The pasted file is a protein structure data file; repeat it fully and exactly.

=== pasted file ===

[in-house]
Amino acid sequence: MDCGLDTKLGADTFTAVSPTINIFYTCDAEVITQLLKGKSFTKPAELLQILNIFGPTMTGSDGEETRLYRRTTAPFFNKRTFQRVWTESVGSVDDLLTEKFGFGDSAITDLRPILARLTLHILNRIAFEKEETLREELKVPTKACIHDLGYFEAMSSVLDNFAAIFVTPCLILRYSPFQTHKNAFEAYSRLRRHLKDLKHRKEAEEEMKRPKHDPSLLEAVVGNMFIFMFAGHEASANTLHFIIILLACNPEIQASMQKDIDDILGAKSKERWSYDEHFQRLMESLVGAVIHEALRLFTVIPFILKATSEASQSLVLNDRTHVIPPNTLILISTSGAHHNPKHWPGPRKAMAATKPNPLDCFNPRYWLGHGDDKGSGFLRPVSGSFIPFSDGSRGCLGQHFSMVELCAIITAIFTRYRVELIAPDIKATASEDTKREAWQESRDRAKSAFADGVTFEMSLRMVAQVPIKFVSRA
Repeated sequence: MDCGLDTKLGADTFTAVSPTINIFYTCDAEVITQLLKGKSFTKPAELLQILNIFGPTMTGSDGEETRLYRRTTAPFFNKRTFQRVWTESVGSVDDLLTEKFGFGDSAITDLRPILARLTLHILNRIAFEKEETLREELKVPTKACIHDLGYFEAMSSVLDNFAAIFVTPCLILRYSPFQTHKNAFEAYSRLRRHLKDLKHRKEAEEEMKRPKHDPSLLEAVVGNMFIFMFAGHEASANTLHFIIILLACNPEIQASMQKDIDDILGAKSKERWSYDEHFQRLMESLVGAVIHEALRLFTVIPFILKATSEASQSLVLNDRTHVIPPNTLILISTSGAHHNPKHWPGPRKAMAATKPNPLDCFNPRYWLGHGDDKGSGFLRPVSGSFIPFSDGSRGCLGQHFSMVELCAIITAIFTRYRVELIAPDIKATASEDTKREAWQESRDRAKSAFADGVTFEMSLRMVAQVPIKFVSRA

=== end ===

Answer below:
[in-house]
Amino acid sequence: MDCGLDTKLGADTFTAVSPTINIFYTCDAEVITQLLKGKSFTKPAELLQILNIFGPTMTGSDGEETRLYRRTTAPFFNKRTFQRVWTESVGSVDDLLTEKFGFGDSAITDLRPILARLTLHILNRIAFEKEETLREELKVPTKACIHDLGYFEAMSSVLDNFAAIFVTPCLILRYSPFQTHKNAFEAYSRLRRHLKDLKHRKEAEEEMKRPKHDPSLLEAVVGNMFIFMFAGHEASANTLHFIIILLACNPEIQASMQKDIDDILGAKSKERWSYDEHFQRLMESLVGAVIHEALRLFTVIPFILKATSEASQSLVLNDRTHVIPPNTLILISTSGAHHNPKHWPGPRKAMAATKPNPLDCFNPRYWLGHGDDKGSGFLRPVSGSFIPFSDGSRGCLGQHFSMVELCAIITAIFTRYRVELIAPDIKATASEDTKREAWQESRDRAKSAFADGVTFEMSLRMVAQVPIKFVSRA
Repeated sequence: MDCGLDTKLGADTFTAVSPTINIFYTCDAEVITQLLKGKSFTKPAELLQILNIFGPTMTGSDGEETRLYRRTTAPFFNKRTFQRVWTESVGSVDDLLTEKFGFGDSAITDLRPILARLTLHILNRIAFEKEETLREELKVPTKACIHDLGYFEAMSSVLDNFAAIFVTPCLILRYSPFQTHKNAFEAYSRLRRHLKDLKHRKEAEEEMKRPKHDPSLLEAVVGNMFIFMFAGHEASANTLHFIIILLACNPEIQASMQKDIDDILGAKSKERWSYDEHFQRLMESLVGAVIHEALRLFTVIPFILKATSEASQSLVLNDRTHVIPPNTLILISTSGAHHNPKHWPGPRKAMAATKPNPLDCFNPRYWLGHGDDKGSGFLRPVSGSFIPFSDGSRGCLGQHFSMVELCAIITAIFTRYRVELIAPDIKATASEDTKREAWQESRDRAKSAFADGVTFEMSLRMVAQVPIKFVSRA